Over $10-billion worth of agriculture product are being into the Philippines in recent year, with milled rice remaining the top commodity entering the country illegally, a government-funded study showed.
In the study titled “An Assessment of Smuggling of Selected Agricultural Commodities in the Philippines,” the Southeast Asian Regional Center for Graduate Study and Research in Agriculture (Searca) said that during the period 1986 to 2008, about $1.96-billion worth of milled rice, approximately P88 billion at the current peso-dollar rate, were illegally shipped into the country.
Rice was followed by refined sugar, valued at $448.2 million; beef, $428.8 million; onion, $259.55 million; pork, $117.45 million; chicken, $27.8 million; ginger, $7.8 million; and carrots and turnips, $6.5 million.
Searca also noted that technical smuggling of agricultural products continues to be widespread to this day, as attested by the ongoing investigation being conducted by the Senate on rice smuggling.
The research team—composed of team leader Dr. Prudenciano Gordoncillo, Dr. Cesar Quicoy, Prof. Julieta delos Reyes and Dr. Arvin Vista—noted that as early as the mid-1980s, smuggling of agricultural commodities had evolved into a big-time illegal trade.
The magnitude of technical smuggling in the farming sector correspondingly expanded as the volume of imported agricultural items considerably increased in the 1990s and at a much faster rate in recent years.
By 2008, the value of smuggled products had ballooned to more than $10 billion annually.
“The more alarming consequence of smuggling is the threat to domestic industries in terms of risks of exposure to pests and diseases as well as endangering the safety of consumers,” the experts warned.
The research project was funded by the Department of Agriculture (DA)-Bureau of Agricultural Research and carried out by Searca with the help of experts from the University of the Philippines Los Baños (UPLB).
The study was the first to bring together government entities concerned with the smuggling of agricultural products, and to draw lessons from the experiences of regulatory agencies, producers and traders.
Also involved were the bureaus of Plant Industry and Agricultural Statistics (BAS), Bureau of Customs, National Meat Inspection Services, National Veterinary Quarantine Services and the private sector.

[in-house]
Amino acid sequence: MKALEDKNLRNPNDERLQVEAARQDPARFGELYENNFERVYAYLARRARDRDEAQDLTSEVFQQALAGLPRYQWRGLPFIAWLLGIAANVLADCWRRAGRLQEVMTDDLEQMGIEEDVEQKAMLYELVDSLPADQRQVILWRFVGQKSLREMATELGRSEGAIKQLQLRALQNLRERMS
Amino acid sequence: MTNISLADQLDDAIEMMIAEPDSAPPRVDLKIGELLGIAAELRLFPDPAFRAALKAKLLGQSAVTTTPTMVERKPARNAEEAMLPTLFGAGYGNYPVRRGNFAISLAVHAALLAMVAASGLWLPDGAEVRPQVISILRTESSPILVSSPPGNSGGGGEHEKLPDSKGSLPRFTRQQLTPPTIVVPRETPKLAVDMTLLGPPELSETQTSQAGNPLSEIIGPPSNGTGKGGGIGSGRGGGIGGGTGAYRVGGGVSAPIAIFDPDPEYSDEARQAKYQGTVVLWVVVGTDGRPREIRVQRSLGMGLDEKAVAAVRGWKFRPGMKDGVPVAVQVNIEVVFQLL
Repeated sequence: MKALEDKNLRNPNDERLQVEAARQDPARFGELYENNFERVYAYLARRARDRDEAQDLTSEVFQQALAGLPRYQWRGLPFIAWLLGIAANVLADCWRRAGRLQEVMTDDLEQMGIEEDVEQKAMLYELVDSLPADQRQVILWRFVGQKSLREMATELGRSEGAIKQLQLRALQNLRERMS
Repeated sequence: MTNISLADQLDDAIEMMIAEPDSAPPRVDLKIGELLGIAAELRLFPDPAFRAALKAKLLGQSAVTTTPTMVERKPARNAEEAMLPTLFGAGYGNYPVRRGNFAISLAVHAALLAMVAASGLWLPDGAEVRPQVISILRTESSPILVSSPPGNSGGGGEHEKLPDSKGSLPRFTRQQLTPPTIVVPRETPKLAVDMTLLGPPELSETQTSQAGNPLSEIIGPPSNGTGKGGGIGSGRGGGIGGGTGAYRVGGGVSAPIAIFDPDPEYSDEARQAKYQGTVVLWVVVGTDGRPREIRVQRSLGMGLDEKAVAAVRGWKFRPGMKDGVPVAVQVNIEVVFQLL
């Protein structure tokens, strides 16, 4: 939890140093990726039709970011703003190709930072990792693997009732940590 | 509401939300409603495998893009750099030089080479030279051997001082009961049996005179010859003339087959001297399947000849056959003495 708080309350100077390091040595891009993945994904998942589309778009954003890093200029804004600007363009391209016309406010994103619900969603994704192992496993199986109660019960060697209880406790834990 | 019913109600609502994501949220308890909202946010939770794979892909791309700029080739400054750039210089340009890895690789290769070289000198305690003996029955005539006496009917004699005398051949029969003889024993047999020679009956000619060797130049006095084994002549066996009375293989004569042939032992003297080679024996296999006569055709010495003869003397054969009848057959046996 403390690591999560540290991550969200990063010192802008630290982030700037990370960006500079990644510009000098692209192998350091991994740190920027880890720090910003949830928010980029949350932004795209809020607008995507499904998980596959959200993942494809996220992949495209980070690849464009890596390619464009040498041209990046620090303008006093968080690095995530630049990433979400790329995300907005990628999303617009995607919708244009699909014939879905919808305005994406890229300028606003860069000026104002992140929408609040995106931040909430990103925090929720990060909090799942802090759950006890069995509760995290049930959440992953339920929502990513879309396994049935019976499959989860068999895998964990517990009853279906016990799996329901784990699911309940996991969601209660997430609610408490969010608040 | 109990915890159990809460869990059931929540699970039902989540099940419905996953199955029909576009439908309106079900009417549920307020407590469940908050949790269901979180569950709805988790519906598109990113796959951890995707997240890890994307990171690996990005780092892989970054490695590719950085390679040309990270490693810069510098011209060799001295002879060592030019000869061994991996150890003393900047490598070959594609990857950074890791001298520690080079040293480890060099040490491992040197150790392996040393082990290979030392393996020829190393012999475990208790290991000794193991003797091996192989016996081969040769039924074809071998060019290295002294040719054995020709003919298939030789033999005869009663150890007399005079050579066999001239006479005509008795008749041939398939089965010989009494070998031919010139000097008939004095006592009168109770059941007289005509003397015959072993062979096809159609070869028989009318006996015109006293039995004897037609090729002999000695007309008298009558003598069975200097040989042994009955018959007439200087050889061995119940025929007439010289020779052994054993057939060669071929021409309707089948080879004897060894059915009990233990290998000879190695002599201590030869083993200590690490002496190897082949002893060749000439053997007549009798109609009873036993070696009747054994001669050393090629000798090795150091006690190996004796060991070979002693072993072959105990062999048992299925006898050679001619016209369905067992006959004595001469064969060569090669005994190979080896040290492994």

DA Undersecretary Segfredo Serrano, who headed the project’s steering committee, said that the study is a good start as it makes it possible to talk about smuggling with evidence rather than anecdotal stories.
“The issue of smuggling is a lot more complex than a simple trade problem, because sometimes it is a combination of a lot of factors that determine the extent, flow, intensity and nature of the illegal practice,” Serrano stressed.
Searca Director Gil Saguiguit Jr. said that the agency is hoping that the study’s findings and recommendations will serve as a useful guide for instituting policy reforms toward stringent regulations and remedial options to address the problem of smuggling.
Saguiguit said that Searca and its cooperating institutions are now focusing on such studies as a guide in the formulation of policies that are important to agricultural and rural development.
During the study, the research team generated primary data through key informant interviews, and focus group discussions. It also gathered from BAS data on domestic agricultural production and consumption.
The study looked into agricultural goods being illegally traded both at the front door (northeastern Luzon shores) and at the back door of Mindanao, Sulu and Palawan. Roundtable discussions were also held in major ports in Luzon, the Visayas and Mindanao.
Besides studying the quantitative and qualitative aspects of smuggling in the country’s agriculture sector, the team visited and looked into the highly successful anti-smuggling systems of Singapore and Indonesia to draw lessons for possible adoption by the Philippines.
According to the project, some policies and practices in the Philippine importation system have become “archaic” or antiquated, that smuggling of agricultural commodities has become widespread in recent decades.
The critical issues and weak aspects of the importation system should be addressed through legislative actions, administrative orders at the Cabinet secretaries and bureau directors’ levels, and procedural changes at the field level, the study emphasized.
Specifically, the regulatory and revenue functions of the Bureau of Customs should also be rationalized to make them responsive to the realities and exigencies of the times, the study asserted.